Dick and Jane

From Wikipedia, the free encyclopedia
Jump to navigation Jump to search
Fun With Dick and Jane

Dick and Jane are the main characters in popular basal readers written by William S. Gray and Zerna Sharp[1] and published by Scott Foresman, that were used to teach children to read from the 1930s through to the 1960's in the United States.

The main characters, Dick and Jane, were a little boy and girl. Supporting characters included Baby (or Sally), Mother, Father, Spot (originally a cat in the 1930s, but a dog in later editions), Puff the cat, and Tim the teddy bear. They first appeared in the Elson-Gray Readers used in the 1930s, which themselves were heavily revised and enlarged editions of the Elson Readers originally produced by William H. Elson in the 1920s. The simple but distinctive illustrations for the books were done by artists Eleanor Campbell and Keith Ward. Robert Childress did the illustrations during the 1950s. Richard Wiley took over the illustrations in the 1960s, and was the first to include African American characters in the book series.

First editions of the books now fetch as much as US$200. The books were reissued in 2003 by Grosset & Dunlap, an imprint of Penguin Group, and over 2.5 million copies were sold, but this time the publishers had warned against using them to teach reading to children. Related merchandise, such as shirts and magnets, also gained wide popularity, particularly among people who had never been exposed to the original series, but were familiar with catchphrases like "See Spot run!".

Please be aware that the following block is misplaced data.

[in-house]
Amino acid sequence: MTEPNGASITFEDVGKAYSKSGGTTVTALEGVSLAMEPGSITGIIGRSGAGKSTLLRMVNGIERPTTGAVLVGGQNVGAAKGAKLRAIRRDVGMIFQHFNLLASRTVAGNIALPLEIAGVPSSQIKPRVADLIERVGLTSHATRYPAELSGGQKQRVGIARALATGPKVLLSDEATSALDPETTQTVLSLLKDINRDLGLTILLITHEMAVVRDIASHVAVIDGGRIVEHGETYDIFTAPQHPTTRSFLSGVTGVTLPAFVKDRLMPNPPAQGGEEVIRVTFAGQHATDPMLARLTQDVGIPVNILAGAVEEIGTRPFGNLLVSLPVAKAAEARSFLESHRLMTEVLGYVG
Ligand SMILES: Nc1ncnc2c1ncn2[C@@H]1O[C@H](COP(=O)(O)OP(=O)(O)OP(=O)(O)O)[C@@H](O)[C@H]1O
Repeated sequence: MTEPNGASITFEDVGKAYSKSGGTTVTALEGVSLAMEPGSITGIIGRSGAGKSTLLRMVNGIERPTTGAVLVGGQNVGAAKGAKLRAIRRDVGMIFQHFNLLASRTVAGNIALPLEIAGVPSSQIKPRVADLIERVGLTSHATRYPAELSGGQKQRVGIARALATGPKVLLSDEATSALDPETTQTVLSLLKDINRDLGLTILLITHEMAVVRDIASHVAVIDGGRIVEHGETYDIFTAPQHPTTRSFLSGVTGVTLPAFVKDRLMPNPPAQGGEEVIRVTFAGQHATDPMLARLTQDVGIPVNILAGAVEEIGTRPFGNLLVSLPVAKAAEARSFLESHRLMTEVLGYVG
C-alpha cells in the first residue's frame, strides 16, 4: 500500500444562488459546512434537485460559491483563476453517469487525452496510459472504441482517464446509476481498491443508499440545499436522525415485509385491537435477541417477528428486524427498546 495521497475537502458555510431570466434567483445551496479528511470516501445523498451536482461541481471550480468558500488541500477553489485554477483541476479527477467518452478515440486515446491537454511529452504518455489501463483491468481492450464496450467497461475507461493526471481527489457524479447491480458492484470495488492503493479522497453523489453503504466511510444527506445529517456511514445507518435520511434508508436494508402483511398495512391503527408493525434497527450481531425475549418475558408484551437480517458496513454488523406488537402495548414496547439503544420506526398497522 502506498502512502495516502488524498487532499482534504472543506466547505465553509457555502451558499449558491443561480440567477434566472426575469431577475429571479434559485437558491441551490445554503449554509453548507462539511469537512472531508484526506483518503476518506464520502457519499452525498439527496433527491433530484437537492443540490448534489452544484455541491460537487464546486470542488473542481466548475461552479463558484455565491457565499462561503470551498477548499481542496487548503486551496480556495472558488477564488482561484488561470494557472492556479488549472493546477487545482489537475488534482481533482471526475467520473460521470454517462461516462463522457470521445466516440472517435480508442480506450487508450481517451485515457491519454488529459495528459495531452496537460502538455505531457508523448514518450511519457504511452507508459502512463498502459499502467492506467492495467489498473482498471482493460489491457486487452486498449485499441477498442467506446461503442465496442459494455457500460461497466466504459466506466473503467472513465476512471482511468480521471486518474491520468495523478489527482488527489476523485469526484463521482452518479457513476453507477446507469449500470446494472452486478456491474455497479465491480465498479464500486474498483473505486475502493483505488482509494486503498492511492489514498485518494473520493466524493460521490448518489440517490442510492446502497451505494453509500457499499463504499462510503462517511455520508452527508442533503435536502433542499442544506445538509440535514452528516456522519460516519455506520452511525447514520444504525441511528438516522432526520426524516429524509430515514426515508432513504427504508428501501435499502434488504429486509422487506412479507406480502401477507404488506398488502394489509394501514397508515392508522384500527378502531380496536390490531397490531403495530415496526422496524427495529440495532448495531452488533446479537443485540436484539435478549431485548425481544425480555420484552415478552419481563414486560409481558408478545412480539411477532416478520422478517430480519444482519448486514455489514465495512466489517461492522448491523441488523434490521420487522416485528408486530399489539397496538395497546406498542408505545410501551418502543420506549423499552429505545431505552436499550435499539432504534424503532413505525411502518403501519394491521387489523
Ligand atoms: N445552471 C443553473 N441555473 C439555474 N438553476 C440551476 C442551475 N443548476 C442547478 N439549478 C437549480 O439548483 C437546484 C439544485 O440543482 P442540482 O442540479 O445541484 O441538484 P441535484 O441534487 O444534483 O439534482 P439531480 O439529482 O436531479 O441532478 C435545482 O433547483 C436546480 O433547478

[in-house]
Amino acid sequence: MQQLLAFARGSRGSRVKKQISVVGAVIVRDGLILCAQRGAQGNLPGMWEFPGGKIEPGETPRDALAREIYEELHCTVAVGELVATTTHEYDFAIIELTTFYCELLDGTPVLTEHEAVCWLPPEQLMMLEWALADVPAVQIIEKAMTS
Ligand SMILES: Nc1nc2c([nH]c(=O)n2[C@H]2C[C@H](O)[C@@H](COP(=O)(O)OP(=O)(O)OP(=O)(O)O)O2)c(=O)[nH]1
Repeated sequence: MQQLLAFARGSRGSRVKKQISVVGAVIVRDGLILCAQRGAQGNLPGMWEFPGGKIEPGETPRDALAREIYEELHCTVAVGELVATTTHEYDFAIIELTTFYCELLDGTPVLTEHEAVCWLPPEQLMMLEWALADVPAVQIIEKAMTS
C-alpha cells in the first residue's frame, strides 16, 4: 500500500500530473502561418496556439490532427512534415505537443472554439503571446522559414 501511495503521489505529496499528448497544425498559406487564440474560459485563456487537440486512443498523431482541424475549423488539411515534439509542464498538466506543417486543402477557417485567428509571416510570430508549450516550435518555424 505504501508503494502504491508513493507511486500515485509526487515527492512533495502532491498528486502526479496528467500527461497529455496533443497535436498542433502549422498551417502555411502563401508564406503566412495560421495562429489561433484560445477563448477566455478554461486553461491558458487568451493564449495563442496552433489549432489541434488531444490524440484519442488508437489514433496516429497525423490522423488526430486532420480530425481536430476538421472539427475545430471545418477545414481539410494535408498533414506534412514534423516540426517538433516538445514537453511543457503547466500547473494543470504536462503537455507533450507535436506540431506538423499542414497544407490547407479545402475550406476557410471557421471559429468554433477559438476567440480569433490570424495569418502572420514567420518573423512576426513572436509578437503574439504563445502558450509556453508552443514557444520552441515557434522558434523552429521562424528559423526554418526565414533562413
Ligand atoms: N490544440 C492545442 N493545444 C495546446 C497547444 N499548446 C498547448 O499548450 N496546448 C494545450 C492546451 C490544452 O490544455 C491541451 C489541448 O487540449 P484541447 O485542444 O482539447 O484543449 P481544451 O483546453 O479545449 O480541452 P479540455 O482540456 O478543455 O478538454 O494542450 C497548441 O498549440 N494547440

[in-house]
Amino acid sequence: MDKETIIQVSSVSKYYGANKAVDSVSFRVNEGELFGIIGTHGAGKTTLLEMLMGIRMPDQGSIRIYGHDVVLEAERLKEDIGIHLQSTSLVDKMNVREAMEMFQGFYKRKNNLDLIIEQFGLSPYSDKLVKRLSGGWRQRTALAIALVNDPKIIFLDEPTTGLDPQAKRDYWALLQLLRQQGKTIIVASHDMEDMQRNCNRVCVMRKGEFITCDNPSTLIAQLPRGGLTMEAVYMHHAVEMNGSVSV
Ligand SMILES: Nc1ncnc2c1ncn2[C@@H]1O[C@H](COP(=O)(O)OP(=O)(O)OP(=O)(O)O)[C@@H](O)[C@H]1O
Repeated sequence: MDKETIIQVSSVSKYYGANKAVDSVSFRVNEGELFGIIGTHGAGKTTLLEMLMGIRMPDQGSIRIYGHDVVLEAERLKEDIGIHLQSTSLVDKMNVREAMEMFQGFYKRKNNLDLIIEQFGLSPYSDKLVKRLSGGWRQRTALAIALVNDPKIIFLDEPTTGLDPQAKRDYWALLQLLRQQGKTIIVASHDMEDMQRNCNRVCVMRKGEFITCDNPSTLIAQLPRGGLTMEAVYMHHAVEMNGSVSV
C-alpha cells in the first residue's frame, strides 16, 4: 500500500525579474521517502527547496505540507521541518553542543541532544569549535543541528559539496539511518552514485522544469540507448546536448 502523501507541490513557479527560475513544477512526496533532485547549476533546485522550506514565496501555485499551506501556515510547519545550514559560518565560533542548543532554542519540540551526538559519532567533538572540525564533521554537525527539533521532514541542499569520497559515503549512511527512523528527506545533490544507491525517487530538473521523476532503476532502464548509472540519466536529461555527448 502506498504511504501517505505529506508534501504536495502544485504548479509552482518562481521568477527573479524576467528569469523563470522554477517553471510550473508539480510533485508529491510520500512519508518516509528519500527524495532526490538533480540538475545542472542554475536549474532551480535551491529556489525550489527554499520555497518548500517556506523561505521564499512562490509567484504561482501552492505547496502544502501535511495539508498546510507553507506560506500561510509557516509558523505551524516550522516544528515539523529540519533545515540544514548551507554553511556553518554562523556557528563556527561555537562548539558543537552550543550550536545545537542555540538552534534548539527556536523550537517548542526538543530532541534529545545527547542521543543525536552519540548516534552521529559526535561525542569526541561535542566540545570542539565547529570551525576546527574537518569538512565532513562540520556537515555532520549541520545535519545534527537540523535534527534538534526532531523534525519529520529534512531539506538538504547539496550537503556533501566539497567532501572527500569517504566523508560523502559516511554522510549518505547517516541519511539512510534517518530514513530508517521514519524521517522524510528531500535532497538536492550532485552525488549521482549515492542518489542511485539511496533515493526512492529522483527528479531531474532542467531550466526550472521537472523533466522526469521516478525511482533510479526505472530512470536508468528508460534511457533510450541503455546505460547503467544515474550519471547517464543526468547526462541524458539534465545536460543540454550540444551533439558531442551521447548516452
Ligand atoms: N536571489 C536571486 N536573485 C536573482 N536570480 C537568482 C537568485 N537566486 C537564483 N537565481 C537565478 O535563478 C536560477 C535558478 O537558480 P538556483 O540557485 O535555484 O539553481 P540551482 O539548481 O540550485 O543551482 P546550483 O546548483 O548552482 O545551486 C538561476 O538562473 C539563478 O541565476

The title of one of the books, Fun with Dick and Jane, was used for a 1977 film and its 2005 remake.

Books published in the series[edit]

  • Grade 1 – Before We Read, We Look and See, We Work and Play, We Come and Go, Guess Who, Fun with Dick and Jane and Our New Friends
  • Grade 2 – Friends and Neighbors and More Friends and Neighbors
  • Grade 3 – Streets and Roads, More Streets and Roads, Roads to Follow, and More Roads to Follow
  • Transitional 3/4 – Just Imagine
  • Grade 4 – Times and Places
  • Grade 5 – Days and Deeds
  • Grade 6 – People and Progress
  • Grade 7 – Paths and Pathfinders; Parades
  • Grade 8 – Wonders and Workers; Panoramas
  • Grade 9 – Helpful in Ways

In the mid-1950s, the texts for grades four, five and six were split into two books each (as was originally the pattern with the lower grades in the series) with the naming pattern adding The New in front of the title for the first book and More in front of the title for the second book in each grade, e.g., The New Days and Deeds and More Days and Deeds.

In the late 1950s, the texts for grades seven and eight were re-packaged into a Basic Reading and Literature series consisting of Book 1 (for seventh grade) and Book 2 (for eighth grade) without any of the contents changing from the original late 1940s versions. As an alternative to this more literary approach for these two grades, entirely new texts were published with shorter, simpler readings with the titles of Parades and More Parades for the seventh grade and Panoramas and More Panoramas for the eighth grade. Focusing on targeted reading and word attack techniques, a soft-cover workbook Basic Reading Skills was published for the junior high (seventh and/or eighth grade) to be used independently much as the Think And Do books were used in conjunction with the graded texts at the elementary school level. In 1960, Wide Wide World was published for the seventh grade and held a wide range of longer literary selections from authors such as Nathaniel Hawthorne, Emily Dickinson and Rudyard Kipling.